Installing DOSBox-X on the Chromebox was straightforward. However, the Flatpak package carried almost a gigabyte worth of dependencies that nearly filled the Crostini file system. I had to resize the container from 7.5 to 10 GB to accommodate all the files and leave enough free space.

A feature I like is the emulator can mount a directory tree of the Linux file system as an MS-DOS disk. This is handy for quickly transferring cross-assembled binaries to MS-DOS.

DOSBox-X has rendering issues on chromOS, i.e. the menu bar and items flicker randomly. A workaround is to turn off the menu bar.

I tested DOSBox-X booting by checking out MikeOS, which runs well.

Assembly development

There's a vast assortment of x86 assemblers but I skipped the research by picking NASM for Linux.

I like this popular tool because it's rich of features and comes with extensive documentation. It also has a clean, non verbose syntax and can generate MS-DOS .COM programs.

To test the full cross-development and emulation toolchain I used NASM to assemble an x86 real-mode hello world demo, copied it to a directory DOSBox-X mounts as a disk, and ran it under MS-DOS. Success! A simple and low friction workflow.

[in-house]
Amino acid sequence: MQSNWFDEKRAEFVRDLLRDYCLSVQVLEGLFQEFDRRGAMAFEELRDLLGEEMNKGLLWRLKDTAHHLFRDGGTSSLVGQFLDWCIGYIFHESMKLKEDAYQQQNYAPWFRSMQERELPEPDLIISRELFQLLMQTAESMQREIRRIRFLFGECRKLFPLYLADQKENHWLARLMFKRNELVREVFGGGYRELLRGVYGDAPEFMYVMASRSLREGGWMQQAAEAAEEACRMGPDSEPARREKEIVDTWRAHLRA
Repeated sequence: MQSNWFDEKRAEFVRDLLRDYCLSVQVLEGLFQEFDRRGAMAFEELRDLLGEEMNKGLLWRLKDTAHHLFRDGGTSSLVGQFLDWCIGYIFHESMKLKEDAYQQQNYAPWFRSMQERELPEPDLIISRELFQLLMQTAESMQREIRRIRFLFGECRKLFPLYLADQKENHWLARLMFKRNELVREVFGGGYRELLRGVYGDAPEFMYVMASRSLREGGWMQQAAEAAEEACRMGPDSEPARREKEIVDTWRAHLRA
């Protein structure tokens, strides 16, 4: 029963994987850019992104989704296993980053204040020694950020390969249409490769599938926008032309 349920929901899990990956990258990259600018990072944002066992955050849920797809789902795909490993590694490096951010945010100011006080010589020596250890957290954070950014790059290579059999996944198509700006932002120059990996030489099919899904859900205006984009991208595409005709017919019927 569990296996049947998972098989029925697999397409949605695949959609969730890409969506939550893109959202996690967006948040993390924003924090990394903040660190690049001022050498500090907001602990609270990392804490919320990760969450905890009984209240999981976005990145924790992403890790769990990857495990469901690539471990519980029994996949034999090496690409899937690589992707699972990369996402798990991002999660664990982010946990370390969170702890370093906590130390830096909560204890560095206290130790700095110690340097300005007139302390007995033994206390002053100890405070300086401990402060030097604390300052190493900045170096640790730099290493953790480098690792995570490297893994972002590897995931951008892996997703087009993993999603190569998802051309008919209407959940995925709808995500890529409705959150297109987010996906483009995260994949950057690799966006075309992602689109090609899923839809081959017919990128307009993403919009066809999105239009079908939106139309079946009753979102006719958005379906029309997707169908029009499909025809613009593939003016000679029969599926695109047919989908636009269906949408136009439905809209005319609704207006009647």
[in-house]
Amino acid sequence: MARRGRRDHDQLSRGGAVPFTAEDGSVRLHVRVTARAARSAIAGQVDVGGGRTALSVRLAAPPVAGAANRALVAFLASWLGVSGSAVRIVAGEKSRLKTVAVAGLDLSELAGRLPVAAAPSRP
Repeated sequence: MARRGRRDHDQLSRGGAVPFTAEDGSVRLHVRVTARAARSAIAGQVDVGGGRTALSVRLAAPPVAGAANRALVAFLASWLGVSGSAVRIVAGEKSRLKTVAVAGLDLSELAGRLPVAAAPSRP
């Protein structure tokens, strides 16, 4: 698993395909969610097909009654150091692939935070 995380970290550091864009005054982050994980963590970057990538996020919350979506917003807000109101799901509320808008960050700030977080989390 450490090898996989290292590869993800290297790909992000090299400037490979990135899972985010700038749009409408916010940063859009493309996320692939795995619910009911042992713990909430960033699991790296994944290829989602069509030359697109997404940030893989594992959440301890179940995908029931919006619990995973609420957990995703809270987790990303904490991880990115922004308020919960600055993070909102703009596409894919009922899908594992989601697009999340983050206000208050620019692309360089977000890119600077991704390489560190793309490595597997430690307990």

#Assembly #MSDOS #chromeOS #retrocomputing #x86

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ChromeOS 104 delivered the ability to access USB serial devices from Android, an option for controlling the Z80-MBC2 computer from an Android terminal emulator app.

I didn't realize chromeOS 104 improved the support for accessing USB serial devices also from web apps implementing the WebUSB API. On my Chromebox, version 104 is the first that enables controlling the Z80-MBC2 from the web. Here's a CP/M 3.0 session in a serial terminal emulator web app:

USB Web Serial terminal emulator web app running a Z80-MBC2 CP/M 3.0 session on chromeOS.